FORT WORTH -- A Dallas teen-ager convicted of murde Monday in the 1991 Skinhead hate slaying of an African-American warehouse worker was given 10 years' probation yesterday.
Prosecutors had asked the all-white Tarrant County jury to sentence Christopher William Brosky, 17, to life in prison for his role in the drive-by shooting of Donald Thomas, 32.
The ruling elated Brosky and his family, but it shocked survivors and friends of Mr. Thomas.
"I feel a lot better than I did yesterday," said Brosky, who wept and embraced his mother and girlfriend when the jurors returned their sentencing decision after 2 1/2 hours of deliberation.
Mr. Thomas' widow, Carolyn Thomas, said she was angered and saddened. Carolyn Thomas was flanked by a half-dozen friends and relatives who linked arms and joined hands as they waited for the jury's decision. They gasped in dismay as state District Judge Everett Young announced the sentence.
"Yesterday, I believed in the justice system. Now, I don't," Carolyn Thomas said. "It sends a dangerous message that if you kill someone because of their race, you can get probation."
Brosky's co-defendants, who already have pleaded guilty in the slaying, testified during the eight-day trial that Donald Thomas was a random target chosen because of his race.
Juror Richard Higgs said he knew that some observers of the high-profile trial would be hard-pressed to understand the jury's leniency in sentencing after convicting Brosky of murder.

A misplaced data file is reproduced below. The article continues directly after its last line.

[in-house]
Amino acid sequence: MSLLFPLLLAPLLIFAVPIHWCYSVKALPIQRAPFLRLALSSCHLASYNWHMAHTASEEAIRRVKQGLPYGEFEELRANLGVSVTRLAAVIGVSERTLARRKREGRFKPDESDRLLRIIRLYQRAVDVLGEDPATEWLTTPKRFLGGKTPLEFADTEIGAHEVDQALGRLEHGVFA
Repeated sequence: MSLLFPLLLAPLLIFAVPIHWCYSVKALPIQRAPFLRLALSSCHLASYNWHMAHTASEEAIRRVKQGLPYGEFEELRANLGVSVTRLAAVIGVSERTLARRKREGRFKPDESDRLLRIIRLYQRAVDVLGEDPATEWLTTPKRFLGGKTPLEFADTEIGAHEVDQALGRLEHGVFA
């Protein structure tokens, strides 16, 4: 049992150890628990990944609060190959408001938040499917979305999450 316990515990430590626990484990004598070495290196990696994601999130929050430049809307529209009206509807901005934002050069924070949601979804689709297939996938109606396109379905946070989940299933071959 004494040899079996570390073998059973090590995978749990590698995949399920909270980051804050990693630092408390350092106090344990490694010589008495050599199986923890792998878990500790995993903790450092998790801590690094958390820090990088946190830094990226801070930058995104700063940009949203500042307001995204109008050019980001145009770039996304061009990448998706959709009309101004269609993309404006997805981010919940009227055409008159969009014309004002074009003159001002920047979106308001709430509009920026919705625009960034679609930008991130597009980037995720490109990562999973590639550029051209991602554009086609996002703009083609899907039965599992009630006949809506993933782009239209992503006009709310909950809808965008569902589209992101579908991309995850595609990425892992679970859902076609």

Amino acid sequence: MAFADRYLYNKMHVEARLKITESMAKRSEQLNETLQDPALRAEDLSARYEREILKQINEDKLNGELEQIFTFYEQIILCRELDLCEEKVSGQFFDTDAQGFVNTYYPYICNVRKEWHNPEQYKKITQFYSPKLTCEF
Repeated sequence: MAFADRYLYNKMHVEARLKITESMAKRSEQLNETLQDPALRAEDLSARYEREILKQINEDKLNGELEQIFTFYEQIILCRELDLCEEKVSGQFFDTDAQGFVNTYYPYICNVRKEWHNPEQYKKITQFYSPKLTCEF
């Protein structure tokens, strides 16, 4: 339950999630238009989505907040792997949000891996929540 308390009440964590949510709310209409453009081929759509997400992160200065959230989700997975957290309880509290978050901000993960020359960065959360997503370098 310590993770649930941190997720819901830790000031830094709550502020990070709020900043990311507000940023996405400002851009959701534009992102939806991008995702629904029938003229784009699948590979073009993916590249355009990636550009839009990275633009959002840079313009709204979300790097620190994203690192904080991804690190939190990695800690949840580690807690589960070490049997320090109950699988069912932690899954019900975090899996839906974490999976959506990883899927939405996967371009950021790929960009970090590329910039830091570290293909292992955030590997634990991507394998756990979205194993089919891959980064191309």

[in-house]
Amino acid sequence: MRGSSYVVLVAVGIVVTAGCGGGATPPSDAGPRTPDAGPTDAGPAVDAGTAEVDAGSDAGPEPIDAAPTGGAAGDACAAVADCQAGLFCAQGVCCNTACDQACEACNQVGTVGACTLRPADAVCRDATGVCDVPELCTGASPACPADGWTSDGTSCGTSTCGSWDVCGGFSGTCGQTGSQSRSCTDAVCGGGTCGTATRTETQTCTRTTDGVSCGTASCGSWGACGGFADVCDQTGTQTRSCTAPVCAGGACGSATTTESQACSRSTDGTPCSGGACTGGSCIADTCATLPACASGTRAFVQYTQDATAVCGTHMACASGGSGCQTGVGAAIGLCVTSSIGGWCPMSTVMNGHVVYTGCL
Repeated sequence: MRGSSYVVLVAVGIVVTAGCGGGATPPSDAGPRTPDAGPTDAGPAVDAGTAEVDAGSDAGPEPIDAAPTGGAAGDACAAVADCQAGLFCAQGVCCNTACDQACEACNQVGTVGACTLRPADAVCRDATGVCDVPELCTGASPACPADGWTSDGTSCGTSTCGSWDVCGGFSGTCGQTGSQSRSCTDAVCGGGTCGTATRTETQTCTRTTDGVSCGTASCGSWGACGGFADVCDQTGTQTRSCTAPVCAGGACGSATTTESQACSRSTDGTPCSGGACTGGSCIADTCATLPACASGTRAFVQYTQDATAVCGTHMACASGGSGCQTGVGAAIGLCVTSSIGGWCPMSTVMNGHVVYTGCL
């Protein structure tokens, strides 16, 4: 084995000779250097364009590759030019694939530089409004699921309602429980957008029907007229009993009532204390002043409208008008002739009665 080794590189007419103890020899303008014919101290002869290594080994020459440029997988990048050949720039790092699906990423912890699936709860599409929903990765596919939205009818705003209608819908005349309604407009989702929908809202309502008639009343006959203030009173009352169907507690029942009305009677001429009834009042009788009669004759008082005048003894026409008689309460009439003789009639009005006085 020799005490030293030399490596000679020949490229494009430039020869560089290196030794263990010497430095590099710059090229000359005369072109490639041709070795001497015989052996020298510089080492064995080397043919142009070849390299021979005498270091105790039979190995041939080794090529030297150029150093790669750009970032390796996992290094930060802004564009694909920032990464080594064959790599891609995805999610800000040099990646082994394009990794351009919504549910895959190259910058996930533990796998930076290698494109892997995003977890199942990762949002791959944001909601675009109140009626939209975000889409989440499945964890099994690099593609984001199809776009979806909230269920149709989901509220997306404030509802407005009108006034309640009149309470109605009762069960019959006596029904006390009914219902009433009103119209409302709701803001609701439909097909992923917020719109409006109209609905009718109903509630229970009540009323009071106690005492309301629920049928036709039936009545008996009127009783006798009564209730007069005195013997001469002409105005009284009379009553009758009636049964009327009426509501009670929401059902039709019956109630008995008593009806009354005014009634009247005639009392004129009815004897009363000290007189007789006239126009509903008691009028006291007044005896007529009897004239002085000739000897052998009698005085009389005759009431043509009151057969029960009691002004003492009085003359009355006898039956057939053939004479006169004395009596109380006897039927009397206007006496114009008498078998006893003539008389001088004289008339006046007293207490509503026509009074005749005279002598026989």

"It's bad that Donald Thomas is gone, but this boy didn't pull the trigger," Mr. Higgs said. "We just felt like this might be a man who might be able to turn his life around. . . . If we had sent him
to Huntsville, he might have come back in worse shape."
The verdict outraged Steve Sloan, a white co-worker who was with Donald Thomas when he was shot.
"This is your legal system. I hope you're satisfied with it," said Mr. Sloan, who was sitting on a flatbed truck outside the home in east Arlington, Texas, where Mr. Thomas was shot June 7, 1991.
The sentence also shocked area civil rights groups, including the NAACP and the Anti-Defamation League of B'nai B'rith, who said they will call for a U.S. Justice Department investigation of the case.
"The message is that it's open season on African-Americans in the Dallas-Fort Worth area," said Roy Carter, former president of the Arlington branch of the National Association for the Advancement of Colored People.